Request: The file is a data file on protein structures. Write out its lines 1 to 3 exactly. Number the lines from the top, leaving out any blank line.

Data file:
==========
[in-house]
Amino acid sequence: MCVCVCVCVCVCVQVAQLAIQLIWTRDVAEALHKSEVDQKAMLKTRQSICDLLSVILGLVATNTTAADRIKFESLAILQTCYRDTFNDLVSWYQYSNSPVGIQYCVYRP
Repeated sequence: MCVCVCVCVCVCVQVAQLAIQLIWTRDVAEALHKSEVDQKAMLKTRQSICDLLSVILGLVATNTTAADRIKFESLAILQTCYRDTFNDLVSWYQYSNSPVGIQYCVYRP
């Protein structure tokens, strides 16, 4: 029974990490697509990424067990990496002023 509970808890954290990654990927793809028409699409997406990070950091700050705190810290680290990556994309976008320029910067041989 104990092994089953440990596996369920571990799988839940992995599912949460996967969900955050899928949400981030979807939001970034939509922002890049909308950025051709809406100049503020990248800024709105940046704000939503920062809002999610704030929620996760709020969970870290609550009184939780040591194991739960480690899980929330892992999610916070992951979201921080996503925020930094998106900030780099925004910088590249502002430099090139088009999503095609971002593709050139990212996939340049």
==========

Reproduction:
[in-house]
Amino acid sequence: MCVCVCVCVCVCVQVAQLAIQLIWTRDVAEALHKSEVDQKAMLKTRQSICDLLSVILGLVATNTTAADRIKFESLAILQTCYRDTFNDLVSWYQYSNSPVGIQYCVYRP
Repeated sequence: MCVCVCVCVCVCVQVAQLAIQLIWTRDVAEALHKSEVDQKAMLKTRQSICDLLSVILGLVATNTTAADRIKFESLAILQTCYRDTFNDLVSWYQYSNSPVGIQYCVYRP